Anatomy (Important Topics)
Well, anything can be important from examiner’s point of view but the topics repeated and important most of the time are as follows:
Never compromise in this part as almost every region has some bone. Some bones are done separately while hand,foot,pelvis are done as a whole.Their anatomical position, side determination,features and attachments,clinicals are important in vivas as well as spotting(osteology and X-rays). A bone or any viscera is to be held according to your anatomical position, not according to examiner’s anatomical position. Ossification of some exceptional bones i.e. clavicle (first bone to ossify and ossify in membrane), femur (secondary centre for lower end appear at end of 9th month of IU life), humerus etc. is important. Law of ossification is very important. Sesamoid bones are also important.
Muscles of every region are important. Their origin, insertion, nerve supply, actions and their clinicals are important from written, viva and spotting point of view. Muscles of dual supply are important like brachialis, adductor magnus, pectineus (hybrid muscles).
Each and every nerve is important. Their root value, origin, course, termination, branches, areas of supply, plexuses, injury clinicals, regional nerve blocks are important. Cutaneous nerves and dermatomes of every region are important. Important are the nerves in contact with the bone.
You must know the beginning, course, termination, branches, tributaries, anastomosis and arterial arches, venous plexus and their communications (if any). Their injury clinicals are also important for PBQs (problem based questions). Always remember: Profunda Femoris artery is the chief artery of thigh and Femoral artery is the chief artery of whole of the lower limb.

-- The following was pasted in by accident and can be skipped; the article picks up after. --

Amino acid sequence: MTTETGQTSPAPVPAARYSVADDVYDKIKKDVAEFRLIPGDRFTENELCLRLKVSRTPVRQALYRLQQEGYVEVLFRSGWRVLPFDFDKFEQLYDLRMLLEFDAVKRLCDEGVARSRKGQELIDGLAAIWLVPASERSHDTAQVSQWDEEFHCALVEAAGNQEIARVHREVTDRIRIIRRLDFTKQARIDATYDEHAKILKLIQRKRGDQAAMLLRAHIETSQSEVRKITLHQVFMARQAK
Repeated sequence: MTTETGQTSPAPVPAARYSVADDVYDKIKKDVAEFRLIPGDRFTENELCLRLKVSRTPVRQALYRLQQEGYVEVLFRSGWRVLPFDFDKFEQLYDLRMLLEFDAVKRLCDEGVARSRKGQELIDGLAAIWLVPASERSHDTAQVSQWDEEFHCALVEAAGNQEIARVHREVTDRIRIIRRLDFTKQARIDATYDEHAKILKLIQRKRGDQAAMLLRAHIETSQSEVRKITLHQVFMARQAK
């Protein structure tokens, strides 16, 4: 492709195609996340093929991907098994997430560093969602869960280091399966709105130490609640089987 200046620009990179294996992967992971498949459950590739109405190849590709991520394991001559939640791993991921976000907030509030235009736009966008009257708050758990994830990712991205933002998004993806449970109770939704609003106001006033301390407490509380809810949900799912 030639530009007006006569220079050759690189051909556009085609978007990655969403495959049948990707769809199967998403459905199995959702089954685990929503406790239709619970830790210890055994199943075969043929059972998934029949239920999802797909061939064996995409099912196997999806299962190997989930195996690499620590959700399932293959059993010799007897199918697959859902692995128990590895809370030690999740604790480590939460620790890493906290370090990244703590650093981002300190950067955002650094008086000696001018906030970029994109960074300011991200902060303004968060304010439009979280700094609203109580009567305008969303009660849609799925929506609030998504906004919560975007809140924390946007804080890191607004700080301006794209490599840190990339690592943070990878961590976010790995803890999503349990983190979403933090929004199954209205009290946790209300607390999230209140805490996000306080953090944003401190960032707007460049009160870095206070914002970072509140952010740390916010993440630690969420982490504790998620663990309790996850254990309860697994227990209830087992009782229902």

Lymph nodes and lymphatics of every region are important as the infection etc. can spread through them to the remote places of the body.
All the joints are important. Their type, articular surfaces, factors stabilizing a joint i.e. ligaments, articular discs etc., relations, blood,nerve,lymphatic supply, movements, muscles producing movements, axes of movements, clinical deformities are important. Locking and interlocking mechanism of the knee joint is very important.
If you have limited time for revision then just go through bones, muscle tables, joints, nerves, blood vessels and clinicals (given in appendix at the end of each region in ‘B D Chaurasia’s Human Anatomy’).
Boundaries and Contents of Axilla
Brachial plexus & its Diagram
Movements of Thumb
Rotator Cuff of Shoulder and its Importance
Anastomosis around scapula, elbow joint, knee joint and on the back of thigh.
Cubital and Popliteal Fossa
Bursae, Sheaths and their clinical importance.
Vincula Longa and Brevia
Flexor, Extensor and Peroneal Retinacula
Palmar and Plantar Aponeurosis
Spaces of Hand
Anatomical snuff box
Dorsal Digital Expansion
Difference b/w midinguinal point & midpoint of inguinal ligament
False pelvis & true pelvis
Structures under the cover of gluteus maximas
Trochanteric and cruciate anastomosis
Structures passing through greater and lesser sciatic foramina